Cheap alcohol, crimes worry Police
The Deputy Police and Prisons Commissioner, Papali'i Monalisa Tiai-Keti, says the availability of cheap alcohol which are easily accessible by young people is a contributing factor to increasing crime statistics. And it worries them.
While she admitted that it was not the only contributing factor, she said the Police are concerned about the availability of cheap alcohol products and the rise in crime statistics.
"The Samoa Police Service is concerned with the availability of cheap alcohol to young people and locals,” she said.
She would not name any particular brand of alcohol.
The Deputy Police and Prisons Commissioner also revealed overall crime statistics recorded by Police.
According to the statistics, it states that investigated crimes recorded an 11 per cent increase with 2856 cases on the 01 January to 3rd of August 2019 compared to 3202 on 01 January – 3 August 2020.
A 32 per cent was also seen in cases of incidents without formal investigation that accounted for 5737 on 01 January - 3 August 2019 while 01 January – 3 August 2020 noted 7649.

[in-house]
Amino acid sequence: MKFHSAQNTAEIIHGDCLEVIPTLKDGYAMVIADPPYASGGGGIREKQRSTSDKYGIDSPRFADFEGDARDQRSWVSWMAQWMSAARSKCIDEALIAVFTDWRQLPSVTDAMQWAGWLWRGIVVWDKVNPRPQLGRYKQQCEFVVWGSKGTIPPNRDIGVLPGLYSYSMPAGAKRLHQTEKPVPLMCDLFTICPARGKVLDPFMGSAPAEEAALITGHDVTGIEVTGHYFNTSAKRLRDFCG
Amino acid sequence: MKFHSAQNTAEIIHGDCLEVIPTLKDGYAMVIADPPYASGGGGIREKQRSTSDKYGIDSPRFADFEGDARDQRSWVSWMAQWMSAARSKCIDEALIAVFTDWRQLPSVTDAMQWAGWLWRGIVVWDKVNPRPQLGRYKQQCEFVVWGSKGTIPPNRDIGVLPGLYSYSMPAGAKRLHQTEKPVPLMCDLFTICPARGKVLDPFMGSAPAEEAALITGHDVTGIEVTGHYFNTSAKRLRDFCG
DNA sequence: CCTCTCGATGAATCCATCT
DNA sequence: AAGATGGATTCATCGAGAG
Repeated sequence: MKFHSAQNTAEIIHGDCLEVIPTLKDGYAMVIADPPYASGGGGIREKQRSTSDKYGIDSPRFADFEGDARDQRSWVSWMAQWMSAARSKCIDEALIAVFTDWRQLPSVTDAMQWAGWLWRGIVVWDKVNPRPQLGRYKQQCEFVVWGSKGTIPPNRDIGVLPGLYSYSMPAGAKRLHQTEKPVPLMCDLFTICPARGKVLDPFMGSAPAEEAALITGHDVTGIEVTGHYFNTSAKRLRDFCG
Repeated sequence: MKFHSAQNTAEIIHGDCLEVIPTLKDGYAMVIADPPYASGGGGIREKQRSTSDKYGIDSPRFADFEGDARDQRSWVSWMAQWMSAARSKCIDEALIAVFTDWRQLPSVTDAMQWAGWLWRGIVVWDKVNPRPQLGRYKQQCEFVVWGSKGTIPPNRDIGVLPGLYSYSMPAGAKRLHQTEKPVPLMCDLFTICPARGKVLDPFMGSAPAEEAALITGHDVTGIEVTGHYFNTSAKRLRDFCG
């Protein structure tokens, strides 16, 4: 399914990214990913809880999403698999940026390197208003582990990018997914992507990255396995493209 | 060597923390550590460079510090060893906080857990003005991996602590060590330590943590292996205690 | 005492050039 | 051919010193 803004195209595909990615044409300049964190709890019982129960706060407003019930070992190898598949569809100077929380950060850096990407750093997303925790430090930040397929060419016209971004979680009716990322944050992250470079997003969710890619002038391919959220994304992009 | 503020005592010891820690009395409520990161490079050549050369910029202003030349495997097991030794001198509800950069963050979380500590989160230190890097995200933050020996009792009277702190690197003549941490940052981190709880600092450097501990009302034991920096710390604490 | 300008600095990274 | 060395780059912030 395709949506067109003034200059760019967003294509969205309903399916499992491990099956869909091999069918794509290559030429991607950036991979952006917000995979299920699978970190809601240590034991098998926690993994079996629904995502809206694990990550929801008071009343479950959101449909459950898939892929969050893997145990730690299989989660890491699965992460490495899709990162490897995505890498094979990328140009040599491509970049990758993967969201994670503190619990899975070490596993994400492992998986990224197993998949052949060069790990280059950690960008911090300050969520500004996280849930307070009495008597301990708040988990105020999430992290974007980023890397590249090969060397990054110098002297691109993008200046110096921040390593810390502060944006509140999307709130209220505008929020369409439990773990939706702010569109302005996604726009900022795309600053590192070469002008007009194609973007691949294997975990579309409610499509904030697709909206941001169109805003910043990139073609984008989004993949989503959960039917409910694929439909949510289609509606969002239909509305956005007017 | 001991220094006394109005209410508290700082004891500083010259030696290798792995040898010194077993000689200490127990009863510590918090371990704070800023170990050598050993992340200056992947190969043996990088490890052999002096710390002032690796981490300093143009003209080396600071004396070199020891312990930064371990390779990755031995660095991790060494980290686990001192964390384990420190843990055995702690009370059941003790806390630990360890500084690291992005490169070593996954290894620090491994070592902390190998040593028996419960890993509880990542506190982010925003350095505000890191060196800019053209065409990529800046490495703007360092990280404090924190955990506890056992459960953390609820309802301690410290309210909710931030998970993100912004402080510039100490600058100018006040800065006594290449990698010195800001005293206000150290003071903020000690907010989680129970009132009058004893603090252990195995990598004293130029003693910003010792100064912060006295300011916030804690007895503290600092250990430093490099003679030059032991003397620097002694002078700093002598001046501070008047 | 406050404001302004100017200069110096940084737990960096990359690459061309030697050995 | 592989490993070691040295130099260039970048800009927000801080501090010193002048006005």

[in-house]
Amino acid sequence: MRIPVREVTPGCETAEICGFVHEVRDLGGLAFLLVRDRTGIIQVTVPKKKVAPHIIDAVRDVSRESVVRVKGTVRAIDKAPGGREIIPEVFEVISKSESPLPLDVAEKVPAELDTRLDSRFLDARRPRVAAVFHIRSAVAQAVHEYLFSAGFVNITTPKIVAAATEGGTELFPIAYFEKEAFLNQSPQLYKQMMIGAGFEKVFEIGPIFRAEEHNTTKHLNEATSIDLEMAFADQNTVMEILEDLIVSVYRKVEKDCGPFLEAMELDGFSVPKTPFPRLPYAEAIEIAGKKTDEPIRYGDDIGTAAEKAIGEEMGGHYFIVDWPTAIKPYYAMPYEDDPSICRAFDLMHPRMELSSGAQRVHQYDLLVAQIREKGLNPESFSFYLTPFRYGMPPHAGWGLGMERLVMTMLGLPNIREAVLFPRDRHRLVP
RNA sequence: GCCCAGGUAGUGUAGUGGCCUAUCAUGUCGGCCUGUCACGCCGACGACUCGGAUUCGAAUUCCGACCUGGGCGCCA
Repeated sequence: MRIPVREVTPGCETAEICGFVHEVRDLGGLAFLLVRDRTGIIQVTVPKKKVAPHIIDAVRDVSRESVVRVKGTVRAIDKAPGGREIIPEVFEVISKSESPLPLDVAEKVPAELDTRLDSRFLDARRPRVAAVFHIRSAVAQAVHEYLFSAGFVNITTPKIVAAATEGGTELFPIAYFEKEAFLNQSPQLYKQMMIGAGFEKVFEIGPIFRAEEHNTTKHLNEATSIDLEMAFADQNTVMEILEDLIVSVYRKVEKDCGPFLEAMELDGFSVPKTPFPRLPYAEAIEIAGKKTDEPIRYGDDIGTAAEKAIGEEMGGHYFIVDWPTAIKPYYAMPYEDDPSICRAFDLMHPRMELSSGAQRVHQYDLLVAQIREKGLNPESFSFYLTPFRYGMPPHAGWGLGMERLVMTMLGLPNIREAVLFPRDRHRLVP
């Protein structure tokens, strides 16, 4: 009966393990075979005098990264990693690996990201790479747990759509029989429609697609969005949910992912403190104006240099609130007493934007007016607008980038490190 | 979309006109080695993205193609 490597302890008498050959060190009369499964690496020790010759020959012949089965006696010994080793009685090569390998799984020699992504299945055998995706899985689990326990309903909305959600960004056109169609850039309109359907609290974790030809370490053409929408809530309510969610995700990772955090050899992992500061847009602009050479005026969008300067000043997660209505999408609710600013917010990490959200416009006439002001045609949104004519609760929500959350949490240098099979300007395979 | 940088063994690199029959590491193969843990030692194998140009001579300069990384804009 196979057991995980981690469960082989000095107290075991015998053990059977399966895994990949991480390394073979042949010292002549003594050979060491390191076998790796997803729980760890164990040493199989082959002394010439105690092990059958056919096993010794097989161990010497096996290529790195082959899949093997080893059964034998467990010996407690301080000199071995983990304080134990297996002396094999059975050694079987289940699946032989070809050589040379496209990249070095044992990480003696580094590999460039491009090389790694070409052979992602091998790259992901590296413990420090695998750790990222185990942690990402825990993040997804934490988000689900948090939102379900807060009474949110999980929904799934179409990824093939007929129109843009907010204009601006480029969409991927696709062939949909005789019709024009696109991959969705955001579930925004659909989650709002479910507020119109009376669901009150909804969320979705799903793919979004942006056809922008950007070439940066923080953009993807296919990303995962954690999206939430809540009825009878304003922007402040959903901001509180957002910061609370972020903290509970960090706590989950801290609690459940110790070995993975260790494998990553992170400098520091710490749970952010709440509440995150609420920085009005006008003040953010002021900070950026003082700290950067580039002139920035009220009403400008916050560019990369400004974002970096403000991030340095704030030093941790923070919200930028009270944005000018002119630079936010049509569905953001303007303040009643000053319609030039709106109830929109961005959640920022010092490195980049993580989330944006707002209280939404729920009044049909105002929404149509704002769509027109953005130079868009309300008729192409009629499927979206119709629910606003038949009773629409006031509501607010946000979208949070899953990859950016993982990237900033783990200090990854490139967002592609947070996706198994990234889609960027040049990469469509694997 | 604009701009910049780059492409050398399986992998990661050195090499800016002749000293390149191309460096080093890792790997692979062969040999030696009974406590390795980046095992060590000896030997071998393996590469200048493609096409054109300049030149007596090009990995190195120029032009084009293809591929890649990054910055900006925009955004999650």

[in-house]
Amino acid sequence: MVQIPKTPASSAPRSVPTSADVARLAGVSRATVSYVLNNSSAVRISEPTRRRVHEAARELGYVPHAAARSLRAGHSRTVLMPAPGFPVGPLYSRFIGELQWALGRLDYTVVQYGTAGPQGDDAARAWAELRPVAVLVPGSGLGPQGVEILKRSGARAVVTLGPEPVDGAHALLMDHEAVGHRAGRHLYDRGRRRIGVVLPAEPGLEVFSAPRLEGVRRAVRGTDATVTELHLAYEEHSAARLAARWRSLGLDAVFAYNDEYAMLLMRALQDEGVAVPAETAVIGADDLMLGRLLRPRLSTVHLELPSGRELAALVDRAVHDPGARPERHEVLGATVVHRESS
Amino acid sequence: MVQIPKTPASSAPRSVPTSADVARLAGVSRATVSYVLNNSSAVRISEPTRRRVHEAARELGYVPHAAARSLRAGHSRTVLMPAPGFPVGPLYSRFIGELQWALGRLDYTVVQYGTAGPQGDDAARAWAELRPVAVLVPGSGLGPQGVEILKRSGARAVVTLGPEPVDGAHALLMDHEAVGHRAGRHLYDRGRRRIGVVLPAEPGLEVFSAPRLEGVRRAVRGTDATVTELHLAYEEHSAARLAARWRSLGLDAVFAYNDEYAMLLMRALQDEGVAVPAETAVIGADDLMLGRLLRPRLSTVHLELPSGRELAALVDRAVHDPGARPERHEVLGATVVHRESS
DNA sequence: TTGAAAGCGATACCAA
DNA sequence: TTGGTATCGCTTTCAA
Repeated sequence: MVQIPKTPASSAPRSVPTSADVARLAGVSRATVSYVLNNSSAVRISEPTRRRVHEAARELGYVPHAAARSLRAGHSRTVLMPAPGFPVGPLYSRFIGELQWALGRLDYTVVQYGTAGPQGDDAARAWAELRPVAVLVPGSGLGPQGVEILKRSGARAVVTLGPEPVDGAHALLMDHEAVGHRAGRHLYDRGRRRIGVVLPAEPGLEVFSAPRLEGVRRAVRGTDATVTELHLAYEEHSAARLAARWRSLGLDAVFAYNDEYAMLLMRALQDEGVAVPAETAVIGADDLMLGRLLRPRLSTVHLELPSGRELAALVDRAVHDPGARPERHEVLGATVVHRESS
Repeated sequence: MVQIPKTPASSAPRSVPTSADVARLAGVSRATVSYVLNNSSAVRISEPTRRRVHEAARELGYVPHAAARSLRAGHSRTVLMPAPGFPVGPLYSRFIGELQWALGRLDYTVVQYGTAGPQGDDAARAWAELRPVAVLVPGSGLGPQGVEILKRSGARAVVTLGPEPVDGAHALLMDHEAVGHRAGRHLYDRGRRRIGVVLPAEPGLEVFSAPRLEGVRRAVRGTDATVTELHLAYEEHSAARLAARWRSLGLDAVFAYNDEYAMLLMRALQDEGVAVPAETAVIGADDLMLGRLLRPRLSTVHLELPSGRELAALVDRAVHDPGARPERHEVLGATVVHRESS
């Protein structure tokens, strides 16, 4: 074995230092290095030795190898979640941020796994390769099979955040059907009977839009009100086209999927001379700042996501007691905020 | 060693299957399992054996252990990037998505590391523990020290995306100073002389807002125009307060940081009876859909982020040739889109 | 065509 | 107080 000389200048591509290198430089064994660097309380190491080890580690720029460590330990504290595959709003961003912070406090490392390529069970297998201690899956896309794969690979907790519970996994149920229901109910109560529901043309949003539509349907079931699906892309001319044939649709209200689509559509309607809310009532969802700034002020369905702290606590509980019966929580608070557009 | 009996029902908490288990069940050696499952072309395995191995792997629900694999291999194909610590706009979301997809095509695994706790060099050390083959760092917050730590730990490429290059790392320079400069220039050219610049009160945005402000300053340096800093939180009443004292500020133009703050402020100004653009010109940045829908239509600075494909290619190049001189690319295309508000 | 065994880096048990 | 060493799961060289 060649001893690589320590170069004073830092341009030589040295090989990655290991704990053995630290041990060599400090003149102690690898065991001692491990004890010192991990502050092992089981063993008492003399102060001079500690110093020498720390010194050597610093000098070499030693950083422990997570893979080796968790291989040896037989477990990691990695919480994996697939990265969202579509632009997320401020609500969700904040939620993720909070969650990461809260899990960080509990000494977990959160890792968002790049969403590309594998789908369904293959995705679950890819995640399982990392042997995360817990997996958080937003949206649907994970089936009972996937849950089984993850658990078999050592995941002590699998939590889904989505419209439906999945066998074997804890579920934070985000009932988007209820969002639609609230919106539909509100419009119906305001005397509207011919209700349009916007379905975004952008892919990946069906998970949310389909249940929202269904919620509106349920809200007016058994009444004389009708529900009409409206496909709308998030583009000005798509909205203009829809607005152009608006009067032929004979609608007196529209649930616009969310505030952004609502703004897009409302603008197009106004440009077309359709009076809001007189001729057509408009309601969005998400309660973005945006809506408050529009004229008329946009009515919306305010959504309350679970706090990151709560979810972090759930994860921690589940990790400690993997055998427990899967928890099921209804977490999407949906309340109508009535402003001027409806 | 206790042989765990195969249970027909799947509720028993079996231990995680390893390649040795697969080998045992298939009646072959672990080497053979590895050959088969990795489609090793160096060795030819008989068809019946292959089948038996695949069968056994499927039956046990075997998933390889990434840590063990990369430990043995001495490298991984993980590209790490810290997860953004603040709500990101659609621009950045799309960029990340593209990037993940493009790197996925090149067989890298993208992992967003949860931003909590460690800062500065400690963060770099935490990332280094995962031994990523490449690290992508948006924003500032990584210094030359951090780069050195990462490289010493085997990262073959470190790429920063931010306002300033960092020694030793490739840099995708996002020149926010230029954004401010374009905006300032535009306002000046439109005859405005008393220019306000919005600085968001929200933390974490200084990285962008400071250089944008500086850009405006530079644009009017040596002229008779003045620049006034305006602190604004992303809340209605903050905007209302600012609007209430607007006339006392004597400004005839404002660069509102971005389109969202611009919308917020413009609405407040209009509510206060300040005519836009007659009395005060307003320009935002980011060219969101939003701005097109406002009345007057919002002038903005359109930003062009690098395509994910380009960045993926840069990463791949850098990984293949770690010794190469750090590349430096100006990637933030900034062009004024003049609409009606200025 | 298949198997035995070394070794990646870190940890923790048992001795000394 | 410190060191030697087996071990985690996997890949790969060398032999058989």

The overall call for service also had a 25 per cent increase from 01 January - 3 August 2019 which saw 8,593 whereas 01 January – 3 August 2020 accounts to 10,851.
Papalii added that assault offences had the highest rate in crimes since the State of emergency was declared in March which noted as the number one of the top 10 crimes reported and investigated by police.
“Theft and burglary is noted to be in the top 10 of crimes reported and investigated by police while careless driving is the highest recorded traffic related offence.
The general crime statistics showcased a five per cent increase from 2019 which accounts to 1793 while in 2020 it had 1896.
Domestic cases increased by 17 per cent which accounted for 459 in 2019 while in 2020 had 542.
The traffic cases also had an increase by 25 per cent with 604 on 2019 but it rose to 764 in 2020.
“Weekend road blocks since opening of nightclubs targeting those driving under the influence of alcohol.”
The Deputy Police Commissioner added that statistics provide S.P.S. with the opportunity to identify how its resources are to be utilised not only to meet our policing roles and responsibilities but also enforcing State of Emergency orders.
“Furthermore, from statistics S.P.S. notes what needs to be done in order to work collaboratively with other government ministries and NGOs to find ways to mitigate the increase in crime rates. ie) radio programmes, community engagement awareness, increase patrols and visibility of police etc.”